Peter Rondel

Peter Rondel  |  Sep 09, 2020  |  0 comments
Everyone likes ‘looping the loop’ when they’re learning to fly, and it’s a good thing too; we all need a bit of light relief during training sessions. However, there’s more to a perfected loop than just pulling in ‘up’ elevator. Ultimately you’ll be using all four primary controls (throttle, aileron, rudder and elevator) to nail the definitive loop. Surprisingly difficult to perfect, properly executed loops are smooth flowing and accurate figures.
Peter Rondel  |  Jan 23, 2014  |  0 comments
Continuing our voyage of discovery into the art of aerobatics we’ll take a look at the slow roll this time around, and in relation to this, the side-effects that your model may display through active use of the rudder. These side effects make such manoeuvres more difficult to perfect, so we’ll briefly investigate why this is, and examine possible remedies. So, without further ado we’ll tackle what is one of my favourite manoeuvres in terms of challenge and appearance. Believe me, if you can properly deliver an excruciatingly slow roll below 50 feet from one end of your field to the other, onlookers will really be impressed.
Peter Rondel  |  Oct 01, 2010  |  0 comments
If you’ve been following my articles (see links below) then by now you should be quite familiar with using the 12-hour clock face to describe the position of the model through rolling manoeuvres, where upright and level has the fin pointing to 12. 00. For the one-roll rolling circle we’ll introduce a second clock face, which will describe the circuit (circle) flown whilst executing the single roll. This way we can visibly understand the attitude of the model at any given point in the circle / roll simultaneously, from the comfort of an armchair! The lessons learned in earlier instalments for consecutive, slow and hesitation rolls all apply.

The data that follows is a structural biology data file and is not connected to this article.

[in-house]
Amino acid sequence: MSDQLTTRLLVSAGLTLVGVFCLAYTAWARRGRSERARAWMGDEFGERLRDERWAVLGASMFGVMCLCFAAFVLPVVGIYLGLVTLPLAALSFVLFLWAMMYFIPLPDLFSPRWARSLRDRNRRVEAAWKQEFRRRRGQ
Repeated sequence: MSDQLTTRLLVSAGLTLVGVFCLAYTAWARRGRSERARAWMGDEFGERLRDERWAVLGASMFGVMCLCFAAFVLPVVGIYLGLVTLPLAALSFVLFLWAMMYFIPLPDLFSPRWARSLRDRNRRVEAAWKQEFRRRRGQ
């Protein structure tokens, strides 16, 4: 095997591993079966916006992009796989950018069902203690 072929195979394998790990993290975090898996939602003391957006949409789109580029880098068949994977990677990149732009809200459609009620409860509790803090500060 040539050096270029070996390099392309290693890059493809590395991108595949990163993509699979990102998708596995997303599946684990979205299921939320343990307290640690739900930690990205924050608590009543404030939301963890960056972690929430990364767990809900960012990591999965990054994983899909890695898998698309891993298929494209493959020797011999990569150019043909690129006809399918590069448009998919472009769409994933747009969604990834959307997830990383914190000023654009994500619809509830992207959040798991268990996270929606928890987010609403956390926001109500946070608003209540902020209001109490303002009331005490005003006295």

Peter Rondel  |  Sep 13, 2010  |  0 comments
Over recent articles we’ve covered a number of basic aerobatic manoeuvres in detail, and before moving on I thought it a good idea to recap on some of the key points and look a little more at a subject that's equally important - model set up. When taking a closer look at the loop we talked a little more about accurate positioning and compensation for the wind, as well as effective use of throttle and introduction of the rudder control. Similarly, when moving on to consecutive rolls we broke the manoeuvre into manageable zones, making more use of the rudder control and realising the importance of mastering a particular manoeuvre such that it can be performed comfortably in any direction. Hopefully, the advice given thus far has helped improve your aerobatic capability.
Peter Rondel  |  Sep 13, 2010  |  0 comments
The roll is a very pretty manoeuvre that has many variations, and to perform perfectly is quite a challenge on both pilot and model. A roll, of sorts, can be performed by banging in full aileron and hoping for the best. . .
Peter Rondel  |  Sep 10, 2010  |  0 comments
Performed correctly the stall turn is a very pretty manoeuvre and has, perhaps surprisingly, numerous formats. First we’ll take a look at the basic manoeuvre, which is usually performed at one end of your flying space (or ‘box’) with the top of the model facing you throughout. FIG. 1 ENTRY As with all aerobatic manoeuvres proper entry is crucial, beginning straight and level at a steady speed (not full chat) with all the controls being used as required to keep the model as straight as an arrow.
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